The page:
While in Delhi, we had the task of figuring out how we were going to travel to Agra and onward through the state of Rajasthan. After much research, we decided that our best bet as a family of four, was to hire a car and driver for 20 days of road travel. This seems like such a luxury (and it is!), but driving in India is completely insane, and the $42 a day price is quite reasonable when comparing to arduous bus rides and infrequent train travel for four passengers.
Our way to Agra was only the beginning of a long car journey filled with swerving, decelerating and accelerating to the incessant soundtrack of car honking. After over 4 hours of road travel and only 3 overturned truck sightings, we made a pitstop at Akbar’s Mausoleum at Sikandra, another grand sandstone and marble complex featuring Mughal architecture. It also featured, and a lovely, vast green park full of deer and a troop of monkeys.
Once we reached Agra, we ended up stuck at a 5 way intersection, which had a center cupola to house an official travel “conductor’ whose job it is to direct traffic. Unfortunately for him and us, some VIP was traveling through the city, and the roads had to be evacuated to create a seamless path. This meant that we were halted for over 20 minutes, as the roads dammed up in anticipation of eventual release. when we were finally free to cross the street, a vehicular flood erupted, and the police officers and traffic conductor were almost futile against the pressure. It probably took another ten minutes to inch our way through the mayhem, avoiding near misses with motor scooters, pedestrians and cows.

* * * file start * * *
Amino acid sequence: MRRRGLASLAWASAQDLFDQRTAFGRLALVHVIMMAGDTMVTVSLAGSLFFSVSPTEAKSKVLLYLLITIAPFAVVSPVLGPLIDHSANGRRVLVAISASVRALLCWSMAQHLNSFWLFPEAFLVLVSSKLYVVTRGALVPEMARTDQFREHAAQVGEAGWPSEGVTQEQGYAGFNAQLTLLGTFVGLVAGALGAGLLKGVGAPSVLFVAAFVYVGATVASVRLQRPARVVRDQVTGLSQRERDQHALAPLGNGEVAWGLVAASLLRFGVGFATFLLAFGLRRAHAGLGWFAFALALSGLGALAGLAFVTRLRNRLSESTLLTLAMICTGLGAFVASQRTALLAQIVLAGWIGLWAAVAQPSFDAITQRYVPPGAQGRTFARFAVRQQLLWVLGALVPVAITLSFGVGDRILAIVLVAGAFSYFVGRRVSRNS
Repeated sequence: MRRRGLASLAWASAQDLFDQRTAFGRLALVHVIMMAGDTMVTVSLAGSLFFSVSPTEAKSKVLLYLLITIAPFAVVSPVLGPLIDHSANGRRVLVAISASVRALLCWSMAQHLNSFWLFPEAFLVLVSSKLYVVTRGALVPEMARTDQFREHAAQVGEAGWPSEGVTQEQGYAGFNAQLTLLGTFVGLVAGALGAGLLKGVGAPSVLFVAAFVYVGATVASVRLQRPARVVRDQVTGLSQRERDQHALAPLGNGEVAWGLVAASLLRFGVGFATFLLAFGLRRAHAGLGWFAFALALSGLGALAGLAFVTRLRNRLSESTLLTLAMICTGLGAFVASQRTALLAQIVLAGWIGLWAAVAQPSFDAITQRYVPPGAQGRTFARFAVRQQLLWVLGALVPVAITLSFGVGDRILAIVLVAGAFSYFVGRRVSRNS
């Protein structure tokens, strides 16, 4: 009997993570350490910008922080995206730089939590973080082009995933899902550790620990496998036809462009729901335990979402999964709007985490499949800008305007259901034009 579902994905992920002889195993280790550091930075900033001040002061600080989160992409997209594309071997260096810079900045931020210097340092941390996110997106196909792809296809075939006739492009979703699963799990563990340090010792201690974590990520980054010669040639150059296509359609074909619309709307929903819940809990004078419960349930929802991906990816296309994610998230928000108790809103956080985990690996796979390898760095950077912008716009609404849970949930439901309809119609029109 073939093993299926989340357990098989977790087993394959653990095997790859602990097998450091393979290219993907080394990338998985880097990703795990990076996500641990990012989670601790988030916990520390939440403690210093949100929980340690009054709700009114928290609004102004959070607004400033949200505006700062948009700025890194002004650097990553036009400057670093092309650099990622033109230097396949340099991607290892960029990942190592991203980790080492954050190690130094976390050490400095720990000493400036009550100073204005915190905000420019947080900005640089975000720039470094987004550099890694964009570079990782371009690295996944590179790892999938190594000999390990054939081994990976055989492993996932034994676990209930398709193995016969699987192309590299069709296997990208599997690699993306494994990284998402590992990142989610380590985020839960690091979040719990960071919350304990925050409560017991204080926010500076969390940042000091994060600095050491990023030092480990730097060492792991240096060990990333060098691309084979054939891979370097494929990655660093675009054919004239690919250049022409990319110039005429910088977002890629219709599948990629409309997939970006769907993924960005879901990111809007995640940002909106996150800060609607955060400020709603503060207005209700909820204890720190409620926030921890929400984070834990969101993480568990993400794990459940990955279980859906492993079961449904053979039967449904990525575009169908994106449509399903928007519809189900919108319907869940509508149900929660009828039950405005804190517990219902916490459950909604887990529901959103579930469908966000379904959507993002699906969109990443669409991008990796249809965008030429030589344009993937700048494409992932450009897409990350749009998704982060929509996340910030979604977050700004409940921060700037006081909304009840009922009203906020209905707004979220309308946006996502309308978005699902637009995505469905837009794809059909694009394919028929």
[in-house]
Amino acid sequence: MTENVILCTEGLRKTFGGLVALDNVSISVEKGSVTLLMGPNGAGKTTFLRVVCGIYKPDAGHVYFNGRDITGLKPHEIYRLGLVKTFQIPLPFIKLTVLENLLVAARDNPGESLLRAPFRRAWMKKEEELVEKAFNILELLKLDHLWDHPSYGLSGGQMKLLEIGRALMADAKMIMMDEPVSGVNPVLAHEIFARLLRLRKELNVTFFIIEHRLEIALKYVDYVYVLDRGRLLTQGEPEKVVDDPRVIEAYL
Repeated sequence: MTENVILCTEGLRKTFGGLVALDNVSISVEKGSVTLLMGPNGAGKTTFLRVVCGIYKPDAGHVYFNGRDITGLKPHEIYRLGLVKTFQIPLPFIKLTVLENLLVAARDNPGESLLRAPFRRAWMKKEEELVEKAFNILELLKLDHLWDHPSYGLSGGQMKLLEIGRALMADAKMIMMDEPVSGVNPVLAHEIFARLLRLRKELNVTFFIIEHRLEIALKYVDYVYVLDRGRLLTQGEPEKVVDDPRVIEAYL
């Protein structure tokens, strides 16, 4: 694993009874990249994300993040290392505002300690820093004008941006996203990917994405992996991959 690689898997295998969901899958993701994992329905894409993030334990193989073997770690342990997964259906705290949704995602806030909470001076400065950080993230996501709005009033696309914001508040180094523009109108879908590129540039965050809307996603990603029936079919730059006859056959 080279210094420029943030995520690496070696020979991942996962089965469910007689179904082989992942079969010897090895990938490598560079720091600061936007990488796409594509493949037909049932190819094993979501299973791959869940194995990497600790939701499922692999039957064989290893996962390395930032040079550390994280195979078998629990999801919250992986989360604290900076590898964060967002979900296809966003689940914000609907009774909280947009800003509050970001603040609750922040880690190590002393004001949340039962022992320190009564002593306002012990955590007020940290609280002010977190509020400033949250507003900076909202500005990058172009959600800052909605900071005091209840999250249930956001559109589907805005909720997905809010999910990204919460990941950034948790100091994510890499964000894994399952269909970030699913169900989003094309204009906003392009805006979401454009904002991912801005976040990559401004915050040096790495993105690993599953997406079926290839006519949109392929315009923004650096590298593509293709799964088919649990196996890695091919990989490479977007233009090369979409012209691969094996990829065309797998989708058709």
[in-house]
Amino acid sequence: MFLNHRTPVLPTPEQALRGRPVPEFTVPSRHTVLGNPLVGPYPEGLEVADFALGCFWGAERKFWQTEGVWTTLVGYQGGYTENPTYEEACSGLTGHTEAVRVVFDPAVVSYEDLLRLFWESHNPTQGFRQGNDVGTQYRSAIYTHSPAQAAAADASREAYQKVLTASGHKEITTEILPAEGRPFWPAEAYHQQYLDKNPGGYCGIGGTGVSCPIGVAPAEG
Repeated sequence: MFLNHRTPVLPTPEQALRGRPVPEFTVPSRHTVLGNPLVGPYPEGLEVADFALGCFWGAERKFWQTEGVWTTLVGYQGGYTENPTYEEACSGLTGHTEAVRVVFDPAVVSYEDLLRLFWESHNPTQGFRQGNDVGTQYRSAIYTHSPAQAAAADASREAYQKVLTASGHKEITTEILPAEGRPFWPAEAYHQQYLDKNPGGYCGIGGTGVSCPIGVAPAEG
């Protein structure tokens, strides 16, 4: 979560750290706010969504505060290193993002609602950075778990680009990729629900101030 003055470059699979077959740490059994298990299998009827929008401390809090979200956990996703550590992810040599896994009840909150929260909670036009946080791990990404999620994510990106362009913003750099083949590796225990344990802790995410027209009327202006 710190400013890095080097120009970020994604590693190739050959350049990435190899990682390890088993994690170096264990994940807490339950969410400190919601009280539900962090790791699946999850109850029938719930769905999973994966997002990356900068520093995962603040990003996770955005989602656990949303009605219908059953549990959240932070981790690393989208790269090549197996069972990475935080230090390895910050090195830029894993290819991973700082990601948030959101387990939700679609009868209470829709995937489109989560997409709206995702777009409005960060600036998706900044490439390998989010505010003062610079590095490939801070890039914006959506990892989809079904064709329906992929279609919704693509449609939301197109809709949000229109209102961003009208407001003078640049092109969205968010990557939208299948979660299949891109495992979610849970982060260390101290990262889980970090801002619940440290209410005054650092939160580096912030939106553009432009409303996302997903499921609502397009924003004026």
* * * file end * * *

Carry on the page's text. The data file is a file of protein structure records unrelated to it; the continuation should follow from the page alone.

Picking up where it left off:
That night, we teased ourselves with a poor sunset view of the Taj Mahal, made less magnificent due to the smoky, smoggy air and the swarms of mosquitos that were literally pinging against our cheeks as we speed-walked through a park. Unless the weather is perfect, I cannot commend the sunset viewpoint from across the river, but the early rise to see the grand Taj Mahal in the cooler morning hours, with ‘less’ travelers, is well worth it. Both Dan and I felt a sense of accomplishment to finally be viewing this architectural masterpiece in person, a pristine white and translucent marble homage to love lost and mourned. The symmetry brings a sense of balance and peace to the surrounds, despite the teeming crowds. We had a guide for the day, who seemed to feel that his highest priority was to insure that we had multiple staged family photos, with Agra’s gems as our backdrop. So, please forgive the ridiculous number of family mantelpieces below.
Our next stop was the Agra Fort, which protected the actual palace home where the King and Queen once lived. it might be blasphemous to say, but this place impressed and interested us even more than the magnificent Taj, which says a lot. I can’t really explain all that we learned about the various palace rooms and multiple moats and gates to barricade royalty in safety, but hope that the images will be example enough of the beauty.